Tiffany & Co has today reported its steepest drop in quarterly sales since the peak of the global financial crisis.

The fall came as a strong dollar discouraged tourists from buying its high-end jewellery and eroded revenue from markets outside the US. 

In the Americas region, Tiffany's sales at stores open more than a year plunged 10% in the first quarter. Analysts on average had expected a 9.1% decline.

The region accounted for nearly half of the company's total sales last year. 

Its chief executive Frederic Cumenal said the company also faced pressure from lower foreign tourist spending in Europe and Asia, particularly in Hong Kong. 

Slowing economic growth in China has hurt tourist traffic from mainland China to Hong Kong.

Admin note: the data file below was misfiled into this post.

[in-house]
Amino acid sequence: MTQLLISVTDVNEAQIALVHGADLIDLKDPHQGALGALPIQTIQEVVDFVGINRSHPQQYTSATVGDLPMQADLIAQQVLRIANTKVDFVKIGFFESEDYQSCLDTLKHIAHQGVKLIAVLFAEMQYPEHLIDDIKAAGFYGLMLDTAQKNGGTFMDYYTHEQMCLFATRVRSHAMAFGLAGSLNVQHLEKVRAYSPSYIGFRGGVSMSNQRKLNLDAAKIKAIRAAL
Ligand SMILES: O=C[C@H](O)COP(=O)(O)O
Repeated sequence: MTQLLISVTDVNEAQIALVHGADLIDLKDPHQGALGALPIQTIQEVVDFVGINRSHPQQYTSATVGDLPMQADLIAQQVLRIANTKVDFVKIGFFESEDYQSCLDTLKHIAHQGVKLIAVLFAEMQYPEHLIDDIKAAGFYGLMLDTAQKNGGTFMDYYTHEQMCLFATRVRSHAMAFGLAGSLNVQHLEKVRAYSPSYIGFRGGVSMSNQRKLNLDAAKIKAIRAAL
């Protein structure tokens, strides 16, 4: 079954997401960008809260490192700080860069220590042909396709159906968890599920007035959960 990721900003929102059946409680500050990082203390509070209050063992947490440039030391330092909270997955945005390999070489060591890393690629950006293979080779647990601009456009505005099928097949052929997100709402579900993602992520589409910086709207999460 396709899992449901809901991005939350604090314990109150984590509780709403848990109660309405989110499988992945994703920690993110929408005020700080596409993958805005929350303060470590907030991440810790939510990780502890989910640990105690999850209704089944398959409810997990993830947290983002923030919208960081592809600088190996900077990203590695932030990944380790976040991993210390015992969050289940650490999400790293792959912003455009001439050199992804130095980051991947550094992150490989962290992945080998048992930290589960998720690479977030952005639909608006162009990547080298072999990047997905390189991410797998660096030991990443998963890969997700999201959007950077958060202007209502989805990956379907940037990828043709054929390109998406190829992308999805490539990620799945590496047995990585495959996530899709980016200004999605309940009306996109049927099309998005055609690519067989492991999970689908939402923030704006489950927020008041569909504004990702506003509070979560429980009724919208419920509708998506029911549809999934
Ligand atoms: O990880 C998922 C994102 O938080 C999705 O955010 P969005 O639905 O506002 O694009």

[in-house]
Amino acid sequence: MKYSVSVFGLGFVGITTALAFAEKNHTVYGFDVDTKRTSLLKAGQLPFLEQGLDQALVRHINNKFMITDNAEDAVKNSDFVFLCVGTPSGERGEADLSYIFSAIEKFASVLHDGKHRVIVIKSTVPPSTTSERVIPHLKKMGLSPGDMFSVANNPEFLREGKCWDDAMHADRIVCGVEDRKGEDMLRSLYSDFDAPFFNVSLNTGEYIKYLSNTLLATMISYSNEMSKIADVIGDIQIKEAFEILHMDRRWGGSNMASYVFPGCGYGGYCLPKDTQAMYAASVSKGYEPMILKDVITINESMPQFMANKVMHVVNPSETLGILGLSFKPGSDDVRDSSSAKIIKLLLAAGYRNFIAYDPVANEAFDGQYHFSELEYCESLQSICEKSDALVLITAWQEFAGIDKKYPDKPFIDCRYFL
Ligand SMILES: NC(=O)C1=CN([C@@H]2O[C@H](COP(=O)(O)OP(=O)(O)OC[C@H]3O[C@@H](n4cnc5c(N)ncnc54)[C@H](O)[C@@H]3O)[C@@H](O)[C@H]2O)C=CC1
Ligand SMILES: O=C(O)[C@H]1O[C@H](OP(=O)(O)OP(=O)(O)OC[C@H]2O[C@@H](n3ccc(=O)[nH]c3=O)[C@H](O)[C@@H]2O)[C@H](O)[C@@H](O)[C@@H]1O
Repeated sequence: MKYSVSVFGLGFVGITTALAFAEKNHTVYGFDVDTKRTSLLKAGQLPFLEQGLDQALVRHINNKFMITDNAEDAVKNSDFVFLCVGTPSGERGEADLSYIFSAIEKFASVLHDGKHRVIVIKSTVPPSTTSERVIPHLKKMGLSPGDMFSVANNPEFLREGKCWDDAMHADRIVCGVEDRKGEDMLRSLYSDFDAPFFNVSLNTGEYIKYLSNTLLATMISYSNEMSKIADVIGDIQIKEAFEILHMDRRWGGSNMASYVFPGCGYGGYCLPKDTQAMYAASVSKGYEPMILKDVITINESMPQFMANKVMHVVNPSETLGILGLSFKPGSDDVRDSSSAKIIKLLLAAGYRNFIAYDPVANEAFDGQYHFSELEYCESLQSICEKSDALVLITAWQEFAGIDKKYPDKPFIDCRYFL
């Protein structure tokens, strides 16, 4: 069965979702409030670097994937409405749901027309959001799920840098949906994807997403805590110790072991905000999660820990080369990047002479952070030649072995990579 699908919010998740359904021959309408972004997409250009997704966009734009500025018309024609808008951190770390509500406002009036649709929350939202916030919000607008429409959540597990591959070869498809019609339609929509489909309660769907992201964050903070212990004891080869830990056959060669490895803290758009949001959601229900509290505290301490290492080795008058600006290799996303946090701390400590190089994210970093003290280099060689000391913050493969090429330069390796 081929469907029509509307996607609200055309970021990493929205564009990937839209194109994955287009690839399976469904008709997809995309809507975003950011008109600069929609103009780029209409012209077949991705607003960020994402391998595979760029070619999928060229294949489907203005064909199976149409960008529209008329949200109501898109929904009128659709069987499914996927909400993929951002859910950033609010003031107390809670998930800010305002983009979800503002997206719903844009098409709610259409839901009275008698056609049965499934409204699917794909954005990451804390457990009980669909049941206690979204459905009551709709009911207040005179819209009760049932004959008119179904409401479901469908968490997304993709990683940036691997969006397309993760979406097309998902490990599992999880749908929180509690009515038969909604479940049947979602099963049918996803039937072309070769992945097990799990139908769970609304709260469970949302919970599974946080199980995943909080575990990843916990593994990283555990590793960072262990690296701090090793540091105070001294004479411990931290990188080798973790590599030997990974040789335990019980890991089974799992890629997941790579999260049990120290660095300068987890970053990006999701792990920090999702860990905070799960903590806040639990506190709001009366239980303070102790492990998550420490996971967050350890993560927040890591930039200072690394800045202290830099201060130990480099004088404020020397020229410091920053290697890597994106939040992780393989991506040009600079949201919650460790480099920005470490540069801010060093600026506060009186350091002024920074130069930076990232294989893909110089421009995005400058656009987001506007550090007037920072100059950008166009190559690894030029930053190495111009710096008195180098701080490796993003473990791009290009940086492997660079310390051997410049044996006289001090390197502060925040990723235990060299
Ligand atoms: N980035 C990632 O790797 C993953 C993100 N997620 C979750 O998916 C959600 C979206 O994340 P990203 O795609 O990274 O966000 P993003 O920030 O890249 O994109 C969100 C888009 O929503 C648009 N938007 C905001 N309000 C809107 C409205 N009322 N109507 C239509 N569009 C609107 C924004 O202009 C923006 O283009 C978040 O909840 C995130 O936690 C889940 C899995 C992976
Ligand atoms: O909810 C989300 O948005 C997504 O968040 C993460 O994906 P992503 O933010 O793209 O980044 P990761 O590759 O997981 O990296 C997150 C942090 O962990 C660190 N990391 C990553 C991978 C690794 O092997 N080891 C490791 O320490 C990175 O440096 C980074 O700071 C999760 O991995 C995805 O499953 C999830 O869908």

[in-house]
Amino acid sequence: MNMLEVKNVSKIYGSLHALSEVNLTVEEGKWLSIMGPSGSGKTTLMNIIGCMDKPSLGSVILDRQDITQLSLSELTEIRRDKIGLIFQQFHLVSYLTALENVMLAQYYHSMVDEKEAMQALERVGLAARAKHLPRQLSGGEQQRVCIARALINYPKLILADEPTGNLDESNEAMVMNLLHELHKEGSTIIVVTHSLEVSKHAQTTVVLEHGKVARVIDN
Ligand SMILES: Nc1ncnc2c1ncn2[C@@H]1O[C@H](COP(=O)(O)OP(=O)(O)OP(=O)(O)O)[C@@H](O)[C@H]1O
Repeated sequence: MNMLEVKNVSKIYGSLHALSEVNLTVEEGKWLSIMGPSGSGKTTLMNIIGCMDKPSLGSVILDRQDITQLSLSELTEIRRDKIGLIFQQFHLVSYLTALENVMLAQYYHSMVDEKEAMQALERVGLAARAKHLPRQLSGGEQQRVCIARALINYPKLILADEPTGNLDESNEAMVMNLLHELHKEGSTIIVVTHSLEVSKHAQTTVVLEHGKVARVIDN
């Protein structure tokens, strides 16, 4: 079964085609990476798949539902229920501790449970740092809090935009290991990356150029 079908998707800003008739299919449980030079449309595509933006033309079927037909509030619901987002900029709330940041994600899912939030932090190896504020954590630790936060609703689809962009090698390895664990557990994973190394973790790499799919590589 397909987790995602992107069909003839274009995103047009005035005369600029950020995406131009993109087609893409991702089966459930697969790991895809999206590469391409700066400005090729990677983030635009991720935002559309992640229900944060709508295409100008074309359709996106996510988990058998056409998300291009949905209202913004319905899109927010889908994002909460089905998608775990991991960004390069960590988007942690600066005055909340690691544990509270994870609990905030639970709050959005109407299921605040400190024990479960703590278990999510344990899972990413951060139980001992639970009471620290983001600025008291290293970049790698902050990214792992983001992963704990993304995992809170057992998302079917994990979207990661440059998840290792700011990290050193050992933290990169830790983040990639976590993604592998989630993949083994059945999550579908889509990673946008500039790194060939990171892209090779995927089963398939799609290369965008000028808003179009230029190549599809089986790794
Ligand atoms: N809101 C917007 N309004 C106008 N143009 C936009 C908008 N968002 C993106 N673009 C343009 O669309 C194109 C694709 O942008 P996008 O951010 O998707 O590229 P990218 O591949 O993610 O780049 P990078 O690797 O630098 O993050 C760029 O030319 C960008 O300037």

Tiffany's same-store sales in the Asia Pacific region, its second biggest market, slumped 15%. 

Japan was the only bright spot for Tiffany in the quarter, with same-store sales rising 12%.

Tiffany today forecast a mid-single digit percentage fall in its full-year profit. The company had earlier said it expected earnings to stay flat or fall by up to mid-single digit in percentage terms. 

The company said its net income fell 16.6% to $87.5m, or 69 cents per share, in the three months to the end of April. Tiffany said it expected current-quarter profit to "decline by a similar rate". 

Net sales dropped 7.4% to $891.3m - the biggest fall since mid-2009 - missing the average analyst estimate of $915.1m, according to Thomson Reuters.